ST. PAUL, Minn. - Autumn is here and the floors of Minnesota forests are getting blanketed with leaves.

By spring, most of them will be gone thanks to European Earthworms. New research from the University of Minnesota shows that these non-native creatures are changing our forests.

"The European Earthworm invasion has a very large negative impact on the diversity of our native plant species in North America. The grasses are favored, so grasses do better after the earthworms invade. Things like trilliums, orchids and violets don't do as well." said Lee Frelich, Director of UMN Forestry Ecology.

In addition, researchers say that these worms facilitate in the invasion of garlic mustard and Buckthorn by changing our soils.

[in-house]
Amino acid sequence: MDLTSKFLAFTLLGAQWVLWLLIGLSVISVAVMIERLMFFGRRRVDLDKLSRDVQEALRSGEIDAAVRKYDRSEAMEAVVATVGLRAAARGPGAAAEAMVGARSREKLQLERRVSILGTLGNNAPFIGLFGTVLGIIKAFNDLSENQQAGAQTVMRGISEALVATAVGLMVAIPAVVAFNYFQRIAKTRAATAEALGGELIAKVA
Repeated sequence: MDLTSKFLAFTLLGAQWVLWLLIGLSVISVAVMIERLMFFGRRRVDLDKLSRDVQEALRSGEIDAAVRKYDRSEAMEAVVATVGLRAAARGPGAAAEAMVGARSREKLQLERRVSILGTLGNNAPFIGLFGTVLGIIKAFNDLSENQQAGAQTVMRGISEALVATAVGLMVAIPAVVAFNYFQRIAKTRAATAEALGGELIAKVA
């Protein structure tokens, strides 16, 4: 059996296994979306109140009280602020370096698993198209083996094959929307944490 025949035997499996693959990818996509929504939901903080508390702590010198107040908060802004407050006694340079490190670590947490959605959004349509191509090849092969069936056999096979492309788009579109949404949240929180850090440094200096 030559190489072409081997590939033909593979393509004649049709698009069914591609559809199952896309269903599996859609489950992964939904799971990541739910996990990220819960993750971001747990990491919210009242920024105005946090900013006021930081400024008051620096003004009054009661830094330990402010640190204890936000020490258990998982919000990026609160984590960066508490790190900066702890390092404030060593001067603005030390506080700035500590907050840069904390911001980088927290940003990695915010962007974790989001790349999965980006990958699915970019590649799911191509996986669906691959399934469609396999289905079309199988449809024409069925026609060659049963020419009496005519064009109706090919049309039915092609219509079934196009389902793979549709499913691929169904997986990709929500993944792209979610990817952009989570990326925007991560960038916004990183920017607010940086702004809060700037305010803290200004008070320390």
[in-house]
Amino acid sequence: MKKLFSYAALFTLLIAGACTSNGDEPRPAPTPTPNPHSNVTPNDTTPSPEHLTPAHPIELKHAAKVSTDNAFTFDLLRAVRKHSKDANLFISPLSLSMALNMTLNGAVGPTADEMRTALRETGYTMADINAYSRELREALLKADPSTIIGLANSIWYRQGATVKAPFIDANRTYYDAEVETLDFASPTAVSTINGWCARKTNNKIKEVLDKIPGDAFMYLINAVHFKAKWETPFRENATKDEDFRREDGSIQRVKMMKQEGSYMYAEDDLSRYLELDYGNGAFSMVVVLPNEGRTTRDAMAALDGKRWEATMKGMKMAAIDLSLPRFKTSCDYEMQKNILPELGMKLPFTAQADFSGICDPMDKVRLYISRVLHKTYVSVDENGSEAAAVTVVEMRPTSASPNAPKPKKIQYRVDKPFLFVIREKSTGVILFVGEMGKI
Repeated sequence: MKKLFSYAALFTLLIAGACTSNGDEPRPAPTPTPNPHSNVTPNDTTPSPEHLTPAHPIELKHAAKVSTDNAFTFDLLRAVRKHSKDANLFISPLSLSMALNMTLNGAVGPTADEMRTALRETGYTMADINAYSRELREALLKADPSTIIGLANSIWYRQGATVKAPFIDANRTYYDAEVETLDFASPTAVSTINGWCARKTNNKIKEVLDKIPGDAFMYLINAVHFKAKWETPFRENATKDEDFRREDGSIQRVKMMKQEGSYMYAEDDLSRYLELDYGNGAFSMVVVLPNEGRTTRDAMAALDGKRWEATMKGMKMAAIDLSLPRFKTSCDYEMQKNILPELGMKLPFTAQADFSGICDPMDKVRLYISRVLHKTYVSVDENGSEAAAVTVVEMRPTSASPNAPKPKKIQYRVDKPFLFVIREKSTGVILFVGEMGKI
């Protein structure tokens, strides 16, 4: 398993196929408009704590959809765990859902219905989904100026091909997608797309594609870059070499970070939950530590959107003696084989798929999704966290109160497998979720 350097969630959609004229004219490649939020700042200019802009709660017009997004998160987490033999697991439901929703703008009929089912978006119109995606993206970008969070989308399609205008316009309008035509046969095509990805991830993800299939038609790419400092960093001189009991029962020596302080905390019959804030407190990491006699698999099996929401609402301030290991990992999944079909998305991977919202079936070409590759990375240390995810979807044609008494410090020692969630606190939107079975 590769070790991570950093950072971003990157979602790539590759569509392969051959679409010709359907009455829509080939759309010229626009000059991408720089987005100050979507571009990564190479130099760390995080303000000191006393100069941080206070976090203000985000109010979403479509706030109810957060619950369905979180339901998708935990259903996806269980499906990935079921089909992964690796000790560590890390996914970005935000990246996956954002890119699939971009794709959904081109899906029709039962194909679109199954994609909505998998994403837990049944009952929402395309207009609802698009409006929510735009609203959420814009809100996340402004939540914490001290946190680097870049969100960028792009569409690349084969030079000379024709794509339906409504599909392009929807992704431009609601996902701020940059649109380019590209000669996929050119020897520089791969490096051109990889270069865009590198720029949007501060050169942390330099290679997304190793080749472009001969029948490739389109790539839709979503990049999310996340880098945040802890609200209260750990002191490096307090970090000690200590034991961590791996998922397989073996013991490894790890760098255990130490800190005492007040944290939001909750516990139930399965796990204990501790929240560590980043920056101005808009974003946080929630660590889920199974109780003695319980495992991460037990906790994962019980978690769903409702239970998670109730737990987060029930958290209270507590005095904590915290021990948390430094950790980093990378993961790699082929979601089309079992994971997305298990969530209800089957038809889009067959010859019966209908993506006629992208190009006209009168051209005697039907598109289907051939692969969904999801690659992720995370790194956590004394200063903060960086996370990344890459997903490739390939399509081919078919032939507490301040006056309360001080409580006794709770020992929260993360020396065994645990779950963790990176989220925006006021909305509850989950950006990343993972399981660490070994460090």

"We had many years worth of leaf litter. It was like a mattress, very spongy. It would be 20, 30, or 40 years of leaf liter that decayed very slowly. Earthworms eat dead leaves, that's what they do for a living. So that forest floor is gone and we now have bare mineral soil." said Frelich.

Native plants thrive in leafy soils. Back in 1840's when European settlers arrived in Minnesota they also brought the worms.

"We really don't know how to remove earthworms without poisoning them; but the problem is that poisons all sorts of other things that should be there." said Frelich.

Research will continue at the U of M to see if and how these European worms can be removed from our soils and allow our forests to thrive. For more about invasive earthworms and what you can do to contain the crawlers, click here.